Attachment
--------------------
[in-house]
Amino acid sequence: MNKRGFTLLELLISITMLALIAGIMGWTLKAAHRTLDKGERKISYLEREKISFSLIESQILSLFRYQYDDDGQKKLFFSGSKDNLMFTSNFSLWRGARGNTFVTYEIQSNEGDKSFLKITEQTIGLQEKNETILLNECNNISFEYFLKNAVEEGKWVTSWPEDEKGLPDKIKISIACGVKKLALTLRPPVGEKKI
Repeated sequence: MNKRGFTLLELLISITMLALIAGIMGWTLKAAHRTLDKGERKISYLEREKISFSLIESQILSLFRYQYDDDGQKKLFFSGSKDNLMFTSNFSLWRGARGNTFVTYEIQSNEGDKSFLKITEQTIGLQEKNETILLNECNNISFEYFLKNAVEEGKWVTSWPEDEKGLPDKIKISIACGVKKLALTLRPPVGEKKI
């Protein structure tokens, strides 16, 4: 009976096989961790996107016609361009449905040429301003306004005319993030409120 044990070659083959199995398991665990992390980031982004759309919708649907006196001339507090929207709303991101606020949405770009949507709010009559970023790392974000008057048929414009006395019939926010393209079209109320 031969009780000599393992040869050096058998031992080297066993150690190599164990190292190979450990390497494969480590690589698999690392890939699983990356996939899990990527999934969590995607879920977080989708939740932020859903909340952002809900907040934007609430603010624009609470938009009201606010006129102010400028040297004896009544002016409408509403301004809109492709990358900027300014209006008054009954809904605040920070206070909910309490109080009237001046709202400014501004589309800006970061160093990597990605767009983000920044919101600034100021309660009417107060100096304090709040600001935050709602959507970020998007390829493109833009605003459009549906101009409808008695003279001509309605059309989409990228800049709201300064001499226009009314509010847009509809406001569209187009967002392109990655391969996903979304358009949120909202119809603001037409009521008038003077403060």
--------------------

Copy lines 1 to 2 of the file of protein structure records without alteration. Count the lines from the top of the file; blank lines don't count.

[in-house]
Amino acid sequence: MNKRGFTLLELLISITMLALIAGIMGWTLKAAHRTLDKGERKISYLEREKISFSLIESQILSLFRYQYDDDGQKKLFFSGSKDNLMFTSNFSLWRGARGNTFVTYEIQSNEGDKSFLKITEQTIGLQEKNETILLNECNNISFEYFLKNAVEEGKWVTSWPEDEKGLPDKIKISIACGVKKLALTLRPPVGEKKI